The Tartar Steppe by Dino Buzzati is one of Italy’s best existential novels that also makes a strong statement about militarism. Imprisonment is the current theme at Salonica and Buzzati gives us that and much more in a dreary, fatalistic novel set in a barren desert. Giovanni Drogo, excited about his first real assignment with the military, is sent to defend the steppes against a alleged threat of a Tartar invasion. Considered it was published during the fascist regime of Mussolini, it has even a more ironic sense of history. Ironic in the sense that Drogo is stationed at a dilapidated outpost where his life slips away, decade by decade, waiting for an invasion that seemingly will never happen which in the historical context of World War II was antithetical to the actual situation. But Drogo’s sense of regret infuses the novel an existential boredom the hums throughout the book:
Almost two years later Giovanni Drogo was sleeping one night in his room in the Fort. Twenty-two months had passed without bringing anything fresh and he had stayed there waiting, as if life could not but be specially lenient with him. Yet twenty-two months are a long time and a lot of things can happen in them–there is time for new families to be formed, for babies to be born and even begin to talk, for a great house to rise where once there was only a field, for a beautiful woman to grow old and no one to desire her anymore, for an illness–for a long illness–to ripen(yet men live on heedlessly), to consume the body slowly, to recede for short periods as if cured, to take hold again more deeply and drain away the last hopes; there is time for a man to die and be buried, for his son to be able to laugh again and in the evenings take the girls down the avenues and past the cemetery gates without a thought.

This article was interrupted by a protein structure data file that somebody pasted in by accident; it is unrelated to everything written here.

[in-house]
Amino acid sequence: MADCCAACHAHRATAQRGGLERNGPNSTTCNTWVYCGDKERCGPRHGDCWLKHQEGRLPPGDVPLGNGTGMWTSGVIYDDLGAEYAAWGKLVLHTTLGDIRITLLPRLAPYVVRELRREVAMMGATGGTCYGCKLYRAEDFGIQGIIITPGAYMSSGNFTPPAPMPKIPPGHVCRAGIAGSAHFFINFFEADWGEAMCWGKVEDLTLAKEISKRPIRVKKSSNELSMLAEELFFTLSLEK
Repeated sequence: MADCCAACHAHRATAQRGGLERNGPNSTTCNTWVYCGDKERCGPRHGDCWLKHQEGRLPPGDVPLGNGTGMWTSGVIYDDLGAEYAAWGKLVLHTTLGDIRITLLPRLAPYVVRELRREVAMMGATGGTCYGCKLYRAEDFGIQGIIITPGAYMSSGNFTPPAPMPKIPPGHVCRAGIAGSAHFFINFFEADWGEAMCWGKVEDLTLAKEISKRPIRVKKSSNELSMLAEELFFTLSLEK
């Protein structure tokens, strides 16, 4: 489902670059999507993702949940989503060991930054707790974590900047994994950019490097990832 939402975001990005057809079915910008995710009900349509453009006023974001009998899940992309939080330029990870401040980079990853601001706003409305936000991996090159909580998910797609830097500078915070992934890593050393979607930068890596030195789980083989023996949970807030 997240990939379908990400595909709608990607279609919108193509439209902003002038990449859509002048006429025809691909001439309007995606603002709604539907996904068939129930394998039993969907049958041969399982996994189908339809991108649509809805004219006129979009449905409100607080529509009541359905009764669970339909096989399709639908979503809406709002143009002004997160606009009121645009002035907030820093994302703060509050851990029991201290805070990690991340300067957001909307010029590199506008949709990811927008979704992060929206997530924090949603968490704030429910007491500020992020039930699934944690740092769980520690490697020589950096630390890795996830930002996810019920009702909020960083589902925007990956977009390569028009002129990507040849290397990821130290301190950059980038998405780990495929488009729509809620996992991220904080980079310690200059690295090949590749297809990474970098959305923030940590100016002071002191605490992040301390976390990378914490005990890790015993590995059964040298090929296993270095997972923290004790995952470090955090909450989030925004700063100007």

But it seemed as if Drogo’s existence had come to a halt.
Then the realization sets in at a quickening pace not that life has no meaning, but that his life has no meaning:
Meanwhile time was slipping past, beating life out silently and with ever increasing speed; there is no time to halt even for a second, not even for a glance behind. “Stop, stop,” one feels like crying, but then one sees it is useless. Everything goes by–men, the seasons, the clouds and there is no use clinging to the stones, no use fighting it out on some rock in midstream; the tired fingers open, the arms fall back inertly and you are still dragged into the river, the river which seems to flow so slowly yet never stops.
From day to day Drogo felt the mysterious flood grow stronger and sought in vain to hold it back. He had no points of reference in the unvarying life of the Fort and the hours slipped away from him before he could count them.
Imprisoned by a blinding loyalty to the military and a virtuous allegiance to nationalism, Drogo lets opportunities for escape and freedom quietly fade into the past while he waits patiently with his fellow soldiers, the only relationships he has to enjoy in his life. The thread of social alienation is key to understanding the impact of Drogo’s allegiance to his won country that it surpasses his own sense of happiness and accomplishment. The invasion does eventually happen, but Drogo dies before the end and the reader is left with the same question as Drogo, “What was my life for?”. Powerful in its message and thought-provoking in its ability to question nationalism and militarism and the roles it plays in our lives.
Let’s also give much credit to the translator, Stuart C. Hood, who does a flawless job. But that is not surprising since this is published by David R. Godine.
And on a sidenote here, Buzzati also wrote a fantastic short short, “Falling Girl”, which is well worth reading for fans of magic realism.